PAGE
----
Whistler, British Columbia, is the ultimate winter destination for skiing enthusiasts. The size of this resort can be overwhelming, so here are some tips for making the most of your ski holiday.
To travel from this resort, you’ll want to have a strategy. The resort is spread across two adjacent mountains that are connected at their peaks with a gondola. Whistler has a total of 8,100 acres of terrain with an impressive annual average of 914 centimeters of snow. There are more than 200 trails, so some advance planning will help you.
When to Go
From late January to mid-February, Whistler snow conditions are at their best, and the resort is the least crowded.
Avoid visiting during March, when the slopes are flooded with Spring Break revelers. It can be a good time if you want to party, but the ski runs are crowded and the amount of people can get in the way of an enjoyable experience.
How to Get Around
There’s no need to rent a car in Whistler, as it is designed to be pedestrian-friendly. You can take the Perimeter bus from the Vancouver Airport or from downtown. It will reach the mountain in approximately two or three hours depending on the weather.
When it comes to getting around the mountain, you might want to sign up for the free 90-minute tour of the ski slopes. Because Whistler can be overwhelming, the orientation tour is an excellent way to get your bearings quickly. The tour meets at the guest centre located at the top of the gondola. There is a similar tour for the Blackcomb Ski Hill that starts at the peak of the Solar Coaster Express lift.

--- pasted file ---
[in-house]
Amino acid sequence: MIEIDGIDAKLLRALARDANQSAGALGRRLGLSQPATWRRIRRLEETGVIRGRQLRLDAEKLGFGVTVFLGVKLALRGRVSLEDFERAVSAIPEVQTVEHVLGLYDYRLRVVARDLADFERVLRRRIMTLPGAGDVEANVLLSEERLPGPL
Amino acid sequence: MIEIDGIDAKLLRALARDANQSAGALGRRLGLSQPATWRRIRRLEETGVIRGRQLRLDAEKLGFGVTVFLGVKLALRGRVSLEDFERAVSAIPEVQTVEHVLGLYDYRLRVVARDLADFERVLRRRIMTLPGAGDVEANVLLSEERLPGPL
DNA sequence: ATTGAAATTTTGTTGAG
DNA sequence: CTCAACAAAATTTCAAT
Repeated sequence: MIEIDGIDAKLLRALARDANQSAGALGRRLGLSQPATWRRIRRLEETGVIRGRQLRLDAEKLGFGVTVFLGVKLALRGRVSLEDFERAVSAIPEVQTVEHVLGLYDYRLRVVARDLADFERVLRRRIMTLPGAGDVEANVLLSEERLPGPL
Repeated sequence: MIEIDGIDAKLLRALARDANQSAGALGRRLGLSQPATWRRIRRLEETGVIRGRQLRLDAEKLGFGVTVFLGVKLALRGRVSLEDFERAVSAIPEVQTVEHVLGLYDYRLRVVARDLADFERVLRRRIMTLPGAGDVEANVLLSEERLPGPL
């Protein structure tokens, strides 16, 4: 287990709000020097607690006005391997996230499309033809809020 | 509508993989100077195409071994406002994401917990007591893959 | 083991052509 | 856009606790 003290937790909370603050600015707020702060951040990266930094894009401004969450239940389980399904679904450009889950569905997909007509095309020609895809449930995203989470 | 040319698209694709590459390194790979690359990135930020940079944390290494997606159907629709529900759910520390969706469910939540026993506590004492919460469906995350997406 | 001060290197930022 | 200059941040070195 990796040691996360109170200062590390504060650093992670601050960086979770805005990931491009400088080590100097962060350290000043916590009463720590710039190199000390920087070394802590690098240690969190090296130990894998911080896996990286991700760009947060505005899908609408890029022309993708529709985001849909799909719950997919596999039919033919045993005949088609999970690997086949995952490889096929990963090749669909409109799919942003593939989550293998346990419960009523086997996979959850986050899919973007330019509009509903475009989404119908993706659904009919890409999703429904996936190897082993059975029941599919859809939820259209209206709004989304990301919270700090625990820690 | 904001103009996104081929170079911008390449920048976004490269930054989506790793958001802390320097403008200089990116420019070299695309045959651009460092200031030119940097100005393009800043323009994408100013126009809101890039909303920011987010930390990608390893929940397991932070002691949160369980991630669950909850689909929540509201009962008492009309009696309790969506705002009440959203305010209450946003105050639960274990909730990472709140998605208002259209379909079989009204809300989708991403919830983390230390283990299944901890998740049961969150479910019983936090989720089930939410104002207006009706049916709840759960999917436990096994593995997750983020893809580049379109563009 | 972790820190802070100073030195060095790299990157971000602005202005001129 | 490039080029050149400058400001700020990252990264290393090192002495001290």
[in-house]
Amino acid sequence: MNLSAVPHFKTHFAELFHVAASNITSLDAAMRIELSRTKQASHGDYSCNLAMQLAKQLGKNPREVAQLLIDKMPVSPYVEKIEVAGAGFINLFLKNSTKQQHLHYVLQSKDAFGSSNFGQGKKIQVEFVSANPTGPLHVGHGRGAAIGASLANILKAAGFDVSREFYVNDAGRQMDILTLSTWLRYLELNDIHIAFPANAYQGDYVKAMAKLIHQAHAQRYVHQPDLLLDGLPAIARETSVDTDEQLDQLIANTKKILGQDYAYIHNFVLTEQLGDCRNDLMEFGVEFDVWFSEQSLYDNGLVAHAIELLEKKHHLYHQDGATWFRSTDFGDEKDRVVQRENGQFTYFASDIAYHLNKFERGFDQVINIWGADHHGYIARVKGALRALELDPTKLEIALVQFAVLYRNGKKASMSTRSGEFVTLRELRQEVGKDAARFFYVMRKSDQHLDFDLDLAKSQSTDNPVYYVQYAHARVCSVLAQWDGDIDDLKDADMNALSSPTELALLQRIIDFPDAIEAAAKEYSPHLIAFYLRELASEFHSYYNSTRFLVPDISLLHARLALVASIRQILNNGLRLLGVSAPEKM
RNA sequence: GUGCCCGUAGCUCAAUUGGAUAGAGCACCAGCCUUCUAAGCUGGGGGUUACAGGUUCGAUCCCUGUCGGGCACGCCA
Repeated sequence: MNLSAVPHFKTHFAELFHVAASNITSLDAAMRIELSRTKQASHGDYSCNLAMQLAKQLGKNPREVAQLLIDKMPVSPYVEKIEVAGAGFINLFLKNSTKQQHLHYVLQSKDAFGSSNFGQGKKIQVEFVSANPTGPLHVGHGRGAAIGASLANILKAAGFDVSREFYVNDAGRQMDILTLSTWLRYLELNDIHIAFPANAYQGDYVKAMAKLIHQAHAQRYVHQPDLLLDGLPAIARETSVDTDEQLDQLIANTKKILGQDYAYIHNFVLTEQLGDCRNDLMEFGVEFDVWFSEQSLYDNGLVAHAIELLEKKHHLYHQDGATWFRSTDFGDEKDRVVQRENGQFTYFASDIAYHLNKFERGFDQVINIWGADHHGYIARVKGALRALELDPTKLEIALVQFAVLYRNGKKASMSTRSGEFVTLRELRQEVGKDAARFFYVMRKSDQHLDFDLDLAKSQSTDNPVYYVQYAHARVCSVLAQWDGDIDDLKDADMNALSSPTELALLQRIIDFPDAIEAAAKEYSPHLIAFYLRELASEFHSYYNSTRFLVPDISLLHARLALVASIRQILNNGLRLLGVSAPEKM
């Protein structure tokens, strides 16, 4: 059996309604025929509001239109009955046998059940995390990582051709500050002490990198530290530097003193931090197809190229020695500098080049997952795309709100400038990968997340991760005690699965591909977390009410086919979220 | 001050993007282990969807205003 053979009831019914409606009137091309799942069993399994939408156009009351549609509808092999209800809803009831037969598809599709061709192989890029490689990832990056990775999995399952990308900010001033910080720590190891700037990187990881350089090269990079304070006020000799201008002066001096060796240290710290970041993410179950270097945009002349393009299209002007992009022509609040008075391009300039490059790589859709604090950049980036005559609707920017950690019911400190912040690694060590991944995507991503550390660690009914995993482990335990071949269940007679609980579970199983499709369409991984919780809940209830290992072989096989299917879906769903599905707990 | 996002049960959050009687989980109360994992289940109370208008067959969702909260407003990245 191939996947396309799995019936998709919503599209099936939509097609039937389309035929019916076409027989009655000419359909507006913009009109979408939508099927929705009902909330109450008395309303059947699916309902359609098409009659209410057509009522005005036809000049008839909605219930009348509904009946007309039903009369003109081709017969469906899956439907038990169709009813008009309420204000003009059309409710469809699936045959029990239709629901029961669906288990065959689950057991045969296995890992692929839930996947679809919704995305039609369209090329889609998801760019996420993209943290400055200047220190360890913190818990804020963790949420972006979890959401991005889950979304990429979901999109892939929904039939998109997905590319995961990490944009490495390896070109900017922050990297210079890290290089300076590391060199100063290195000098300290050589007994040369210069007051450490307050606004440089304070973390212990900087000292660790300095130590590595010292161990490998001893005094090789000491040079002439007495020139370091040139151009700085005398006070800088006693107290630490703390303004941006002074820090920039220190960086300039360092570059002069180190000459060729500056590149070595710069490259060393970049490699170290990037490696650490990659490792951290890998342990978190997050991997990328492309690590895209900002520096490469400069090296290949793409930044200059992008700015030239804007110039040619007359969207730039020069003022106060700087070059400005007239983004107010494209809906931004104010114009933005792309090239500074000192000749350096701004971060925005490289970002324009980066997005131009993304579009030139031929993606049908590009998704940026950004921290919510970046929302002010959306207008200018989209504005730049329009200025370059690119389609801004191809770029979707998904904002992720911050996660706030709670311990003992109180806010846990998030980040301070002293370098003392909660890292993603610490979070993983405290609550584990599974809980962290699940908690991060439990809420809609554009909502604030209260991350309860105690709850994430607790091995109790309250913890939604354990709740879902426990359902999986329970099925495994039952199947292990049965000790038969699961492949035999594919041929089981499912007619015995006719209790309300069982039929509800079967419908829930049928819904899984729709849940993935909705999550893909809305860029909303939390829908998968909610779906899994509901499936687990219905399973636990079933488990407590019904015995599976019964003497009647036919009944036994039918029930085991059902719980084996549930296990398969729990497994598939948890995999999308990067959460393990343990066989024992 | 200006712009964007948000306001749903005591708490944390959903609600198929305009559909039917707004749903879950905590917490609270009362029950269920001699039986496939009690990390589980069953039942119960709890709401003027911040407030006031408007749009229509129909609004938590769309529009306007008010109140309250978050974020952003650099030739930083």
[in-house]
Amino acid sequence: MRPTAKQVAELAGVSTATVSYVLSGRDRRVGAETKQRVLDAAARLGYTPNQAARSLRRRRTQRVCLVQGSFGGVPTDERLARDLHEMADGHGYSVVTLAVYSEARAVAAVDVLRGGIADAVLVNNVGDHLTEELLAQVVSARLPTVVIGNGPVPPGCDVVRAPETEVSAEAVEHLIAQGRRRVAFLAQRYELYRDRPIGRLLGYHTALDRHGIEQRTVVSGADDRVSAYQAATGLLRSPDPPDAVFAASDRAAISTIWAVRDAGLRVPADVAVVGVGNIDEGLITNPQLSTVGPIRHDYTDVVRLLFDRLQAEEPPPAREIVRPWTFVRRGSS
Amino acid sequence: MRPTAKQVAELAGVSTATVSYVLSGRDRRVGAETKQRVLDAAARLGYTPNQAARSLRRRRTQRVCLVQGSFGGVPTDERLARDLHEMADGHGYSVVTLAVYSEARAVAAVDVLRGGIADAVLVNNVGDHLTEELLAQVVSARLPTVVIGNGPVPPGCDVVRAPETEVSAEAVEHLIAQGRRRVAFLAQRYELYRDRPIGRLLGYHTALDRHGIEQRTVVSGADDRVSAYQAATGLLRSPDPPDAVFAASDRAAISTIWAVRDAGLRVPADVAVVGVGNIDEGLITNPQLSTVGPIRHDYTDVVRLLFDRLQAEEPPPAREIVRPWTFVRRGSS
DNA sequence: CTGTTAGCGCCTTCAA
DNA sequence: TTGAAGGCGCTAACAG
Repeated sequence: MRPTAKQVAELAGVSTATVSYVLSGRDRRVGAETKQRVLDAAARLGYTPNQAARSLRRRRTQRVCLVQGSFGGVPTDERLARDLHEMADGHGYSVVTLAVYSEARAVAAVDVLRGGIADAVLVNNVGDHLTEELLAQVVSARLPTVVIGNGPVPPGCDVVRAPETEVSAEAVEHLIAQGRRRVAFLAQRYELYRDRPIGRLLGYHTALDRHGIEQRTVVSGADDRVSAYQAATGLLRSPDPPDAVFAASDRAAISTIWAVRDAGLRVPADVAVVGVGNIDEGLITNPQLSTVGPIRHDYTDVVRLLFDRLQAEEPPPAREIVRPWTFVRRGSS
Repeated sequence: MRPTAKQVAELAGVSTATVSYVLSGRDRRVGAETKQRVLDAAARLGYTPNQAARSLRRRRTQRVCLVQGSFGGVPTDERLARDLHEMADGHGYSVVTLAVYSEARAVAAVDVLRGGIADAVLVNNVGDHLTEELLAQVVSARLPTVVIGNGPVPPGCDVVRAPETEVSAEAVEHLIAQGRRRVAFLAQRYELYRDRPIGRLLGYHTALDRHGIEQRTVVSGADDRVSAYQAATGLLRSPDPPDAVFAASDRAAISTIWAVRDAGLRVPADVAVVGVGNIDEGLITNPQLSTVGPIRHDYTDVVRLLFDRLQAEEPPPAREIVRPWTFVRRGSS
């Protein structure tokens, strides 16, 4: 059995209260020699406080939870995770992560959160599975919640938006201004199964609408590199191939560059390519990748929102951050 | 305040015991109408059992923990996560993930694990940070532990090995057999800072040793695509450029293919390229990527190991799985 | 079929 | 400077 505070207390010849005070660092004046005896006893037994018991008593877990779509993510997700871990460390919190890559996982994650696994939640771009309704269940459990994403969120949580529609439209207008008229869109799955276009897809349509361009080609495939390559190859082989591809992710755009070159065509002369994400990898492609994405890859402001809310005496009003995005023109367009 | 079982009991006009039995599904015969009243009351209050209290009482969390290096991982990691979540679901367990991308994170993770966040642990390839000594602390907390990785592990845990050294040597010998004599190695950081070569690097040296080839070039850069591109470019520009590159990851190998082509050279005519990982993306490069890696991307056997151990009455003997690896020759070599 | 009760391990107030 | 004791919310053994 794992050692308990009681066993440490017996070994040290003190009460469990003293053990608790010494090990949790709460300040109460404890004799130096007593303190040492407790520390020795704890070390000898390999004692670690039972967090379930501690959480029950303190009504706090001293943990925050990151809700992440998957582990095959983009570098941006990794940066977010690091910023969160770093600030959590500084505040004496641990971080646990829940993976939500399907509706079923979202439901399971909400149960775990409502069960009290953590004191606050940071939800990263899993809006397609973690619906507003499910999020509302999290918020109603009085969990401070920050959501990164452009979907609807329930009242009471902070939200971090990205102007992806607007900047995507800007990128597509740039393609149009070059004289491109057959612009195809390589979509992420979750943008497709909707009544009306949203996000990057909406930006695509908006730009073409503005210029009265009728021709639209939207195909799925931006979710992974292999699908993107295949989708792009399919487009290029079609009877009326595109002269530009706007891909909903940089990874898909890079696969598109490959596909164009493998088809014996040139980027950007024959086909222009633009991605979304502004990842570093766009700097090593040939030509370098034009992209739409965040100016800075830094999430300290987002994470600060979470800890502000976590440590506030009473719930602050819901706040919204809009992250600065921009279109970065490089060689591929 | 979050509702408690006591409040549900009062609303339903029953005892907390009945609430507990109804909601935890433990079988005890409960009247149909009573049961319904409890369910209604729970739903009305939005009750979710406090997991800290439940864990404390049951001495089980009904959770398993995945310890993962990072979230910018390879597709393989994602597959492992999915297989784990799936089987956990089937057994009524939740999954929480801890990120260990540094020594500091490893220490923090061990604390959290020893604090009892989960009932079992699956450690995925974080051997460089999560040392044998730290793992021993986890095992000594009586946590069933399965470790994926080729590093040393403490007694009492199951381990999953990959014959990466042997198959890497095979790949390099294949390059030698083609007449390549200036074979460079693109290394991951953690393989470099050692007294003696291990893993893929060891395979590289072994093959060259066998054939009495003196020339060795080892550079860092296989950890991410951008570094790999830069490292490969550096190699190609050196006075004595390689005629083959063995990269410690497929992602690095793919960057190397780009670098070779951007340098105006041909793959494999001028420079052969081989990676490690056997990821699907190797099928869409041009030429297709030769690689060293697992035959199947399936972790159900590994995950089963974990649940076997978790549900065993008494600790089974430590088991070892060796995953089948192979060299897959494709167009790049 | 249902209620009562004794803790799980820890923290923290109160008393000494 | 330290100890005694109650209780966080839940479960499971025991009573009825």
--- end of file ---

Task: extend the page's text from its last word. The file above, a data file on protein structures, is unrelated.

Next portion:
What Ski Runs Are the Best?
Whistler has a great mix of ski runs that are suited to all experience levels. You’ll want to learn about the different options so you can spend your time on a run that is appropriate for your ski level.
If this is your first time skiing, Ego Bowl and Whiskey Jack are beginner runs where you can learn the basics. There are great ski instructors at Whistler who will teach you everything you need to know. If you have a little bit of skiing experience and are more confident, you can try Burnt Stew. This is a long and winding ski track that will take you around the mountain’s perimeter. Once you master Burnt Stew, the next step is challenging yourself with the blue trails of the dramatically beautiful Blackcomb Mountain. The most advanced skiers can do some serious big mountain bowl-skiing or even tackle the Blackcomb Glacier.
What Is the Best Apres Ski?
After hitting the slopes all day, you’ll be ready to enjoy a hearty meal and a few beers with other skiing enthusiasts from all over the world. There are several great watering holes in Whistler where you can relax after a day on the hill.
Merlin’s is a popular spot on the Blackcomb side, offering great nachos, live music and cheap drink specials. The The Longhorn Saloon is the kind of place where you might end up dancing on the bar by the end of the night. You can also listen to some live Celtic bands at the Dubh Linn Gate.
So what are you waiting for? Strap on your ski boots and enjoy all that this superb Canadian ski resort has to offer.
Image from Flickr’s Creative Commons
About the Author: Scott Marston is a travel writer specializing in winter travel. He has stayed in several of the top Whistler hotels for ski trips. It is one of his favourite winter playgrounds in North America.